If Gordon Brown calls a General Election in the next few weeks, as many commentators are predicting he will, his wannabe nemesis, David Cameron, could do a lot worse than listen to the advice of the three voluntary sector figures who stole the show at his party's conference on Monday.
Edna Speed, from Save the Family, a Chester-based Christian organisation that works with homeless families, Patrick Regan, founder of XLP, a charity that helps disadvantaged young people in London, and Debbie Scott, chief executive of employment charity Tomorrow's People, eschewed political pontificating in favour of plain speaking in Blackpool.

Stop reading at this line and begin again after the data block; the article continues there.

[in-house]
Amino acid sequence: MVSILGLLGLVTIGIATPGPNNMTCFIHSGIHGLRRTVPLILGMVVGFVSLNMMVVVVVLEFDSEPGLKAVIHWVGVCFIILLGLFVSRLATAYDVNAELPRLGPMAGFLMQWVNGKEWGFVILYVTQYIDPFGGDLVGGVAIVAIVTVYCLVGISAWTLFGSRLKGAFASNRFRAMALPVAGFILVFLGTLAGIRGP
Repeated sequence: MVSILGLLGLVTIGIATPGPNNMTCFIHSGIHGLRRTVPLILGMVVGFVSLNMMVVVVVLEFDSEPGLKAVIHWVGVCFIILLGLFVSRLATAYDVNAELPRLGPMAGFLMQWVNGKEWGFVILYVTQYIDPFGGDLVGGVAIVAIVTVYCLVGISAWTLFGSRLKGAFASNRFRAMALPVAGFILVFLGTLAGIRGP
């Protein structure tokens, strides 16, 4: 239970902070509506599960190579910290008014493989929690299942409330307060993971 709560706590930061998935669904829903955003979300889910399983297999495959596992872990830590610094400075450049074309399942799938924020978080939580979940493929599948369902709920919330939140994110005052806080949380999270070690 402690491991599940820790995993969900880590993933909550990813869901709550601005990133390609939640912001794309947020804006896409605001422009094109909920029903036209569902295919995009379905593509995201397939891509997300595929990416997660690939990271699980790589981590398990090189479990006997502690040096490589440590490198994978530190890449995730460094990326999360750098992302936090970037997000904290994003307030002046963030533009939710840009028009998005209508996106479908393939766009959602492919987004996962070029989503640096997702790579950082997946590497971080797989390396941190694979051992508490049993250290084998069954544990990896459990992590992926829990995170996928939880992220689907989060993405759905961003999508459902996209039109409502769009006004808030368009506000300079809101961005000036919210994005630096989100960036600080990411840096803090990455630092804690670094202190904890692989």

Speed, who was the first to answer questions thrown up by Chris Grayling, shadow work and pensions secretary, in a debate on social exclusion, couldn't have put it more bluntly.
"I have been working at the coalface of the sector for 30 years, and you do not have your policies right," she told Grayling. "You do not know the soil where the roots of these social problems lie."
Incredibly, the audience didn't jeer. In fact, Speed's views on the subject of social breakdown earned her a hearty round of applause.
Scott warned that getting the long-term unemployed back into work would take investment and could not and should not be done on the cheap.
Regan's parting shot was simple: "There are a lot of grass-roots organisations slogging their guts out, week after week - you need to listen to them. It's got to come from the grass roots up - not from the top down."